But the rules also could have affected riders on the rail trail from Londonderry through Salem.
The state’s revised rules package is still evolving, but officials now say it would expand equestrian use.
It also would require horseback riders to remove manure from places like trail heads and parking lots, something they have not opposed and say they do anyway.
“We made modifications to the rules based on the public comments we heard,” said Philip Bryce, director of the state’s Division of Parks and Recreation.
A revised rules package will be available for public comment soon and posted on the division’s website.
Bryce said that while more forums aren’t required, the state will schedule time to hear from the public anyway.
Riders said state officials became responsive to their concerns once confronted by the dozens and, in some cases, hundreds, who attended forums.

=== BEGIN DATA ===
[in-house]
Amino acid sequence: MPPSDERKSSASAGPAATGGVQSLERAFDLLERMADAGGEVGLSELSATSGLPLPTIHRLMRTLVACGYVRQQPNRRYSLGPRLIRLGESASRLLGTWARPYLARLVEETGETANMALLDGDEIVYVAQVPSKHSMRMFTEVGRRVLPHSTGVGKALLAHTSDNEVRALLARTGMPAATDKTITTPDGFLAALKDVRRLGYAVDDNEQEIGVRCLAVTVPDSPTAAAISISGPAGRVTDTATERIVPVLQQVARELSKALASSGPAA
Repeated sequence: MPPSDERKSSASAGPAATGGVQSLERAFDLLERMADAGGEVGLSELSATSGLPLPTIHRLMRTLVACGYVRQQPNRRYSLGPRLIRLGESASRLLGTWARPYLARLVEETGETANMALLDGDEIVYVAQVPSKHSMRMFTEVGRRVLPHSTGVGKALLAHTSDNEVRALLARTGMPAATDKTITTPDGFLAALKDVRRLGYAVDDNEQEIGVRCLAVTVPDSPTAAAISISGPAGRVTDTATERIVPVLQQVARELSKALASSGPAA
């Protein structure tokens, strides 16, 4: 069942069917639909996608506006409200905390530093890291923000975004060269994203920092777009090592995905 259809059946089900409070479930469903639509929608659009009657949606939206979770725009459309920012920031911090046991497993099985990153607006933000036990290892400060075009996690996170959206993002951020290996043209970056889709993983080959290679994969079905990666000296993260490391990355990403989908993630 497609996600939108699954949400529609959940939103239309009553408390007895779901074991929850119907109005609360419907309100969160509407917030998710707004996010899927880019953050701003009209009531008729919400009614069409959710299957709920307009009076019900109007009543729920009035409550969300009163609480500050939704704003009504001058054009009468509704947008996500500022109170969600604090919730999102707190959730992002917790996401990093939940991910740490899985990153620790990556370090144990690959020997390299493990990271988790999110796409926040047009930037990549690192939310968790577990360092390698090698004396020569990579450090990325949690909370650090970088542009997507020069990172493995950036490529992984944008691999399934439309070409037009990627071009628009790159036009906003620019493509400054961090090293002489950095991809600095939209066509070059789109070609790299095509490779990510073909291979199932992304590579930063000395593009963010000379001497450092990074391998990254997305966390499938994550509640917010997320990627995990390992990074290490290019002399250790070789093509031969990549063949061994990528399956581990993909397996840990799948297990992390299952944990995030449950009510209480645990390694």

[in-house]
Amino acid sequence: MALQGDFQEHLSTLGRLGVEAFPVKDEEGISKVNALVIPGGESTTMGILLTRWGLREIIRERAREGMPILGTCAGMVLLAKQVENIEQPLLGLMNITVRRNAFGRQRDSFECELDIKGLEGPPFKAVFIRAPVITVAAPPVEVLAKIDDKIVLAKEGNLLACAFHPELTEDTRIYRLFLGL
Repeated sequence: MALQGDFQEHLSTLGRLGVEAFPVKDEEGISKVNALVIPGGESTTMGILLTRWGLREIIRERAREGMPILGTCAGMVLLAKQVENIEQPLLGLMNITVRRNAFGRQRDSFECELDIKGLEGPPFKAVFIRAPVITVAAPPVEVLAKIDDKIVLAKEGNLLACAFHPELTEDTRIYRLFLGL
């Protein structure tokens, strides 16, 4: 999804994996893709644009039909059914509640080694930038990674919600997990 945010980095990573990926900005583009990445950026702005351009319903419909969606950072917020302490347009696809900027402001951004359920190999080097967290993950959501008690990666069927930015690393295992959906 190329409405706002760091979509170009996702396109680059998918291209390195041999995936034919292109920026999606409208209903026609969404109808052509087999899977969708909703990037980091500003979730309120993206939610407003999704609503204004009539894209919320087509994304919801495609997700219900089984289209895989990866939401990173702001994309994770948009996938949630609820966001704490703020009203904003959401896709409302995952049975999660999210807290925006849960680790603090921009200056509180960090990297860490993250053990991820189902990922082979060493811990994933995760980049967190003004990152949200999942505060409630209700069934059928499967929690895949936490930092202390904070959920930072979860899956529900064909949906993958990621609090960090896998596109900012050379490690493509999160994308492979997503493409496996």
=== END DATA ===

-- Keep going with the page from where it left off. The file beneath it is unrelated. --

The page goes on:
“They had no idea how many people were out there riding,” said Pat Darmofal of Haverhill, treasurer with the Derry Trail Riders.
“That’s a fraction of it,” said manager Taylor Hole of Shannon Trails riding facility in Salem.
A lot of owners wouldn’t have the time to attend forums because of their time commitment to their horses, he said.
Hole was doing what he could, writing in support of the horseback riders.
“There’s no doubt in my mind that nothing should be restricted,” Hole said.
“Nonsense,” is how he characterized the proposed limits on riders.
A point horseback riders have made with the state is the economic impact of their sport that benefits businesses ranging from veterinarians to feed stores.
Mallinson said equestrians lacked the kind of statewide trails advocacy coalition other recreational have working with DRED, which is why the agency was caught off guard by riders.
One is now forming, she said.